The slap shot.
Until the 1950's in the NHL, coaches frowned on the use of the slap shot during games because it was thought to take too long for a player to get it off. Why waste time winding up and allowing defenders and goalies to set up for the shot?
It was thought that there were much better, more effiecient ways to get off a shot at the net, then taking a lengthy wind-up and firing it inaccurately.
But since that time when the slap shot was brought into the game, it has been the most lethal weapon for players from generation to generation, striking fear into goaltenders and allowing the NHL's most powerful players to strut their stuff on a league-wide level.
As the art of the shot has evolved, so too has the technology of the equipment used; particularly the stick. Gone are the days when players use a wooden stick, fresh of the trunk of a tree and nowadays it's all about the composite.
Introduced late in the 1999-2000 season when Easton Hockey had then-rookie for the New Jersey Devils, Scott Gomez try out the first Easton Synergy. Since that time, almost every player in the league uses some form of the composite stick, which allows more power and the ability to get the shot of quicker due to the stick's lightweight feature.
It changed the way the game was played, but don't think for a second that players before the composite stick era didn't have canons either. Some of the most feared slap shots in history come from players who used wooden sticks all though their careers, and still managed to clock some of the fastest shots ever taken.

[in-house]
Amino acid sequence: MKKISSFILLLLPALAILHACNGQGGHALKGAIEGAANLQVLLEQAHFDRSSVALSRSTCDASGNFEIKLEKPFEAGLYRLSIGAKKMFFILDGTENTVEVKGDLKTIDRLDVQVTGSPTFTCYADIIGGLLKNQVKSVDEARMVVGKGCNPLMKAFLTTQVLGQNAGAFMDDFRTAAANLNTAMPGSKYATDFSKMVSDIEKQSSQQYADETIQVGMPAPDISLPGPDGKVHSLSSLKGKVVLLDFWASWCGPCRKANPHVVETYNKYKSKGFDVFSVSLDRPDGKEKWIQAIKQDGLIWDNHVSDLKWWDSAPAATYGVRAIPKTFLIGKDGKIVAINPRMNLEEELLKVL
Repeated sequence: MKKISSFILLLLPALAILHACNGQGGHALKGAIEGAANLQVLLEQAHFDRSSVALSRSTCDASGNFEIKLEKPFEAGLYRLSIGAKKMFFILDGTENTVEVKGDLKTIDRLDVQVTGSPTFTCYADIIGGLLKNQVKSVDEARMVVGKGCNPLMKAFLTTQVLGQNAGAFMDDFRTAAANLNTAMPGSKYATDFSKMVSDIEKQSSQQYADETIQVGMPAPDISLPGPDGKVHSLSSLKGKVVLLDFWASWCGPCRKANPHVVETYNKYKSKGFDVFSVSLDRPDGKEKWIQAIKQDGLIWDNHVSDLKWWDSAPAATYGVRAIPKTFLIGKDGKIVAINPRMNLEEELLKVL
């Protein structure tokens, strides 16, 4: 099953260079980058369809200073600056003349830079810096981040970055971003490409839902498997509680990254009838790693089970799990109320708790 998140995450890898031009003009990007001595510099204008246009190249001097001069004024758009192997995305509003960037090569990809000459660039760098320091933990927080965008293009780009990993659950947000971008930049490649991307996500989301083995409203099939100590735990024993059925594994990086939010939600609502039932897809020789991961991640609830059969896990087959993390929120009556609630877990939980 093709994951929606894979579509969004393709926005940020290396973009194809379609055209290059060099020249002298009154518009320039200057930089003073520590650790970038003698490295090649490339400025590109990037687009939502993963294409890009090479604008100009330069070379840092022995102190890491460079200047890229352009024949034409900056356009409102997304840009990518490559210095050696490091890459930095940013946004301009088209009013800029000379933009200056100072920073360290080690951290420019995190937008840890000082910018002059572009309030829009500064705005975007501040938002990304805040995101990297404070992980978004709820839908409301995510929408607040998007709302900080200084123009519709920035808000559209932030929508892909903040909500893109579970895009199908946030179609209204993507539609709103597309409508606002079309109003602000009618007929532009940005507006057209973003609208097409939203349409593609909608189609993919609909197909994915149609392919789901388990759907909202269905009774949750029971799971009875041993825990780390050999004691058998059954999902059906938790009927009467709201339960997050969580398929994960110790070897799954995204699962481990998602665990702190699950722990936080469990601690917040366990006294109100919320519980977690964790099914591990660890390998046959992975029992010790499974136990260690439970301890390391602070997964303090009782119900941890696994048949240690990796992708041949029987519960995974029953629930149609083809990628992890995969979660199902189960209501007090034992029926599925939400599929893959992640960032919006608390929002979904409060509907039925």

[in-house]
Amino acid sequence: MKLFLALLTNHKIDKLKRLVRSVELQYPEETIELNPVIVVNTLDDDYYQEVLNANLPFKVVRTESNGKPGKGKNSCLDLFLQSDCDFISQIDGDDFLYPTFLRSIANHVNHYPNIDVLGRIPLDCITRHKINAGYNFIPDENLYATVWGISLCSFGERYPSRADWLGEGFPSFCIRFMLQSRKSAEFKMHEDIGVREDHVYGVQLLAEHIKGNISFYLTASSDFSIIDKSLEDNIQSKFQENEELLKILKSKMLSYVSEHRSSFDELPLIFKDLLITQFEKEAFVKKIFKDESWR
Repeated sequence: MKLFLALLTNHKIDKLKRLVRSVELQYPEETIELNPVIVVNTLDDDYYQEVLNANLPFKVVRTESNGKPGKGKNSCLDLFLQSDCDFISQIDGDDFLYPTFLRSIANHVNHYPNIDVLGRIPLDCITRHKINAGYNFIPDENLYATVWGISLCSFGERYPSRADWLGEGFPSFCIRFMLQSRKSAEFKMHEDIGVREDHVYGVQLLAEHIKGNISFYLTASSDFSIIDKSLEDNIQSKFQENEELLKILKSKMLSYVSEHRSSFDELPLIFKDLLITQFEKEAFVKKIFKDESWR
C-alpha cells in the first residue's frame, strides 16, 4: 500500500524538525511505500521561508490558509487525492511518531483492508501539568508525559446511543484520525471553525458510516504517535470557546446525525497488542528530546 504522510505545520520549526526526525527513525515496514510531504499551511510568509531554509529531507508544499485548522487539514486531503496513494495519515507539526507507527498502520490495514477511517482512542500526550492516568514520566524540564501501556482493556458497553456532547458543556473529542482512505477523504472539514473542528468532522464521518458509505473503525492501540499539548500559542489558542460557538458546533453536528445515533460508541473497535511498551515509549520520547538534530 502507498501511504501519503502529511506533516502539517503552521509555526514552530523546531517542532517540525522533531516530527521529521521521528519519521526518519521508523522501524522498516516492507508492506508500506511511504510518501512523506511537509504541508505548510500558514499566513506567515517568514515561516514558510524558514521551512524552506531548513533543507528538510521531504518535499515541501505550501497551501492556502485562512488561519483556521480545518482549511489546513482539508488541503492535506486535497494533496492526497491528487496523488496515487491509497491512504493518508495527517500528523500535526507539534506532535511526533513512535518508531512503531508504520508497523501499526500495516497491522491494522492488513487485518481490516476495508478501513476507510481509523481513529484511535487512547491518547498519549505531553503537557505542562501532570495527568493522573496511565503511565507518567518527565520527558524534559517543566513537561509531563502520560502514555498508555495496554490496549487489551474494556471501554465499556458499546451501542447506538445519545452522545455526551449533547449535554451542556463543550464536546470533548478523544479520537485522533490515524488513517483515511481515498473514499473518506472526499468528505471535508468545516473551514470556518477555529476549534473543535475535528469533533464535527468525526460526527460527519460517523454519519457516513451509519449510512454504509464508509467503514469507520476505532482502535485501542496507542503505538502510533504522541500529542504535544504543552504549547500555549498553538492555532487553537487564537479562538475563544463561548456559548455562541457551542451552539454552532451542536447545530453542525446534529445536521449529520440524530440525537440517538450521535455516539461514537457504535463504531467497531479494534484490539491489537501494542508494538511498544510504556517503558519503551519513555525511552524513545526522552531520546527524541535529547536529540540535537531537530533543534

It's difficult to rank the fifty players with the hardest shot, only because of how much the game has changed and advanced.
Questions will always remain about comparing players of today's NHL to yesterdays, and whether a harder shot now with better technology trumps a hard shot 'back in the day' with a wooden stick, or visa versa.
Players are bigger and stronger now than they ever were, but that doesn't necessarily mean guys with hard shots now are better than every guy who had a hard shot back then, does it?
It's also much more than just looking at the All-Star weekends' hardest shot competitions (which has only been around since 1990) and comparing shots taken over the years. Having a hard shot is more than just a one-time display of power in a non-game setting. It's about being known league-wide for having the ability to unleash a rocket at any moment in a game.
Recognition is an much apart of this list as anything. But recorded shot speeds will also be taken into consideration, as well as era they played in, and how effective their shot really was during games. It all comes into play.
The slapshot represents the evolution of hockey, each time a player winds up to unload, with the crowd growing in anticipation just as the puck is launched, knowing that in less than a second the entire game could change. It's more than just a shot. It carries with it an attitude and swagger that few other areas of the game do.
And with all the changes the NHL has seen over the years, that attitude, that swagger carried by those who own one of the hardest shots in history, that is something that will never change.
Here are the fifty players in NHL history who did it best.